Tax & Estate planning: Four basic steps for everyone
Agriculture is facing seismic changes at present, causing many farmers to review their affairs and consider their options with regards to estate planning. This article explores some basic strategies.
Putting in place a Will
Making a Will is a crucial element of estate planning. A Will enables a rural property or business owner to ensure that, on death, the property owned by them (their estate) is distributed according to their wishes in a tax-efficient manner.
For farming families, for whom handing down assets in a way that preserves the continuity of the business is a priority, a correctly drawn (and regularly reviewed) Will is vital.
Without a Will, the statutory intestacy provisions apply which may result in an estate passing in a manner, which neither fulfils the owner's wishes, nor maximises the tax-saving possibilities built into the legislation. Chief amongst these tax reliefs – from a farming perspective – are agricultural property relief and business property relief; ensuring that the conditions of these reliefs are utilised as fully as possible is an important part of the Will drafting and general estate planning process.
Finally, a Will enables a property owner to choose suitable, competent executors to administrate their estate. This simplifies the administration process, thereby saving time and expense, to which an intestacy invariably gives rise.
Lasting Power of Attorney
Lasting Powers of Attorney (LPAs) allow the appointment of "attorneys" to make decisions on behalf of a property and/or business owner in the event of them becoming incapable of making decisions during their lifetime.
There are two types of LPA: one covering property and financial affairs, and another covering health and care. In both cases, attorneys should be a person or people that are trusted by the person making the appointment to make important decisions about their life, such as a family member, a close friend or a professional adviser.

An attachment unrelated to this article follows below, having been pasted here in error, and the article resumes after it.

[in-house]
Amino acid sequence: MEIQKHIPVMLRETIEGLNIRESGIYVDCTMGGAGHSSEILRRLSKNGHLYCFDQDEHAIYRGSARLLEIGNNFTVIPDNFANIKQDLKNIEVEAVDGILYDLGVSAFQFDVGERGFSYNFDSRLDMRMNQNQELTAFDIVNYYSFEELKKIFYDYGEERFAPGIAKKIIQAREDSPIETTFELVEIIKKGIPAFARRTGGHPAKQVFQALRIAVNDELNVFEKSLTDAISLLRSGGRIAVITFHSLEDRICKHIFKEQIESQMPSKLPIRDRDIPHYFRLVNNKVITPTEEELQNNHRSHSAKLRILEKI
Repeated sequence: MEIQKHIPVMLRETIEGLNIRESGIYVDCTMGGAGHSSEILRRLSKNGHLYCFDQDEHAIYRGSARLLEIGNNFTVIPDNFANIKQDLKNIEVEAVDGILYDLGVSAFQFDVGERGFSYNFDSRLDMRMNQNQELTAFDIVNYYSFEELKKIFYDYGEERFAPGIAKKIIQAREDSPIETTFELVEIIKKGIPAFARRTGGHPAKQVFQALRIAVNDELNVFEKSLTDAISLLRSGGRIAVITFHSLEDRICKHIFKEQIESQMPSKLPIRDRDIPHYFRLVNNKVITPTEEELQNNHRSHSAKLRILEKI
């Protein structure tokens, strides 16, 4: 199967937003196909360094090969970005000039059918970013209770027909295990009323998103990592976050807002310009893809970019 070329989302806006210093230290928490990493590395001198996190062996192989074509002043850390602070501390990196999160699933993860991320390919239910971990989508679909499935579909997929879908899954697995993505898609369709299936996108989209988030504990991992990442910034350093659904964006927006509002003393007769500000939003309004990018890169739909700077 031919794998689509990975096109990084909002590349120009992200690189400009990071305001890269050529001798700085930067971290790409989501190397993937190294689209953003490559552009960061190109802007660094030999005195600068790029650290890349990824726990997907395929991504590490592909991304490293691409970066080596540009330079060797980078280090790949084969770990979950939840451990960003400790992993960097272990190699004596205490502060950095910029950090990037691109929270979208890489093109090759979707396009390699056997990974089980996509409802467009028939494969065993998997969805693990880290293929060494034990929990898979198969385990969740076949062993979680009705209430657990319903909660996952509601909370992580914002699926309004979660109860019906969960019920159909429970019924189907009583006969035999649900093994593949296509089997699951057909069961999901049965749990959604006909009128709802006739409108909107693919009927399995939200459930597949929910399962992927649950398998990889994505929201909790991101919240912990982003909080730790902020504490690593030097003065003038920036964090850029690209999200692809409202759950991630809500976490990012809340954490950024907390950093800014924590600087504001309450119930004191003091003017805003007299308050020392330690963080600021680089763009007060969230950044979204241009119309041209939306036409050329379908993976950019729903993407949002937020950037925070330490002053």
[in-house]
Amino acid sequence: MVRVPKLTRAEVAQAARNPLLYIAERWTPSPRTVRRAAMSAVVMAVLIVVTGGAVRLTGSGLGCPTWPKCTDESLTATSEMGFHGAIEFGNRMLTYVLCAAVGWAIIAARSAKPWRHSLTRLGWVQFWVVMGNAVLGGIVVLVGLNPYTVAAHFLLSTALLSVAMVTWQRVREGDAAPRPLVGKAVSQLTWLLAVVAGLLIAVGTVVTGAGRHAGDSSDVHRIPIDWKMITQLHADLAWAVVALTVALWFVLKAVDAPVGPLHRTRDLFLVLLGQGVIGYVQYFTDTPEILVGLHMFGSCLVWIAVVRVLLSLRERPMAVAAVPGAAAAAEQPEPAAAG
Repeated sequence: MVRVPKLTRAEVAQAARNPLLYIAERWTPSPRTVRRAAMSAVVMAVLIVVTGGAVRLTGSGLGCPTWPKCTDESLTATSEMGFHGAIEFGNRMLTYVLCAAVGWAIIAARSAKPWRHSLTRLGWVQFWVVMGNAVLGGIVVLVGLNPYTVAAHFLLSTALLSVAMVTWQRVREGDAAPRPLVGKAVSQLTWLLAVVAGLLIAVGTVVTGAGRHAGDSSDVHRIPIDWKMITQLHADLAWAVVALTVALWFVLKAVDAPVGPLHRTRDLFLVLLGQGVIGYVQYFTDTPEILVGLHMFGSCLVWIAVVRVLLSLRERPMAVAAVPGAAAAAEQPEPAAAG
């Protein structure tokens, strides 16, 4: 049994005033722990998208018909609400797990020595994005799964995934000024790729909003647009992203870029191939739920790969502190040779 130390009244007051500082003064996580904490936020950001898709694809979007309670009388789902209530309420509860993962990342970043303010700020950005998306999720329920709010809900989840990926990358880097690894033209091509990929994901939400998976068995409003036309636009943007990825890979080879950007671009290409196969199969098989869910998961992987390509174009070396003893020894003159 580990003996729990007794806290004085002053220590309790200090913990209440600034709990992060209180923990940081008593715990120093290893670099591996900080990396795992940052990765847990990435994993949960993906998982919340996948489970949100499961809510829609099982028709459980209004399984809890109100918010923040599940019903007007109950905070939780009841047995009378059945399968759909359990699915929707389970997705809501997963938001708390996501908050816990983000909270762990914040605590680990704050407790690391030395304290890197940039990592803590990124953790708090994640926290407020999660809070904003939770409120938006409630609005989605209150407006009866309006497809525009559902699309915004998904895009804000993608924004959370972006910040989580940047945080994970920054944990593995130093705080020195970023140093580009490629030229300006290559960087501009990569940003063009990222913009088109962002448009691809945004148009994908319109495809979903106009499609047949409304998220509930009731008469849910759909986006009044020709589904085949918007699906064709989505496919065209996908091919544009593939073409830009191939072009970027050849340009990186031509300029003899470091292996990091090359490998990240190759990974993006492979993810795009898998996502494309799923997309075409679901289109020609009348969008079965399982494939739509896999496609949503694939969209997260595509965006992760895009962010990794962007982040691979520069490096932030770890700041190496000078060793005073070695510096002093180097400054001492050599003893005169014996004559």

LPAs can only be used once they have been registered with the Office of the Public Guardian. Once registered, a property and financial affairs LPA allows attorneys to make decisions, which the person appointing the attorney might be unable to make, such as operating a bank account, paying bills, and buying or selling property.
A health and welfare LPA – which can only be used once capacity has been lost – enables attorneys to make decisions about the type of care and medical treatment required, including life-sustaining treatment (if this is specifically permitted in the LPA), and daily matters such as diet.
Inevitably, the importance of having an LPA in place increases with the risk of mental incapacity, e.g. as an individual ages, or becomes ill. For farming families which have a business to run, the importance of appointing appropriate attorneys, who can step into their shoes with regards to the business if necessary, cannot be underestimated.
Where an inheritance tax (IHT) liability is anticipated on death, consideration should always be given to funding the tax by a whole life insurance policy (written either on a single life or a joint life last survivor basis) held in trust for the next generation.
Current best practice is for the person taking out the life insurance policy to declare that it is held on trust for the intended beneficiary or beneficiaries, so that, on death, the proceeds are not amalgamated with that person's estate for IHT purposes. Furthermore, an appropriate trust can allow a greater degree of control over the destination of the proceeds (rather than an outright assignment), so that the settlor can ensure they are applied for the intended purpose. One such purpose could be to provide for any non-farming family members.
A recent report by the Office of Tax Simplification recommended that such policies should automatically be outside a person's estate for IHT purpose, whether or not they have been written in trust. However, this change has not yet been implemented and it is therefore important that the correct trust structure is put in place.
Although typically thought of as providing an income in retirement, a pension can also be a useful tax planning tool, or a means of providing for the family on death.
Where pensions pay out on the death of the holder, it is important that a death benefit nomination form is in place. It should be reviewed frequently and a new form should be completed on the death of a potential beneficiary to ensure there is always a valid form on file. If there is no indication of who the scheme administrator should pay the benefits to, the available options will be restricted and this could have unintended tax consequences.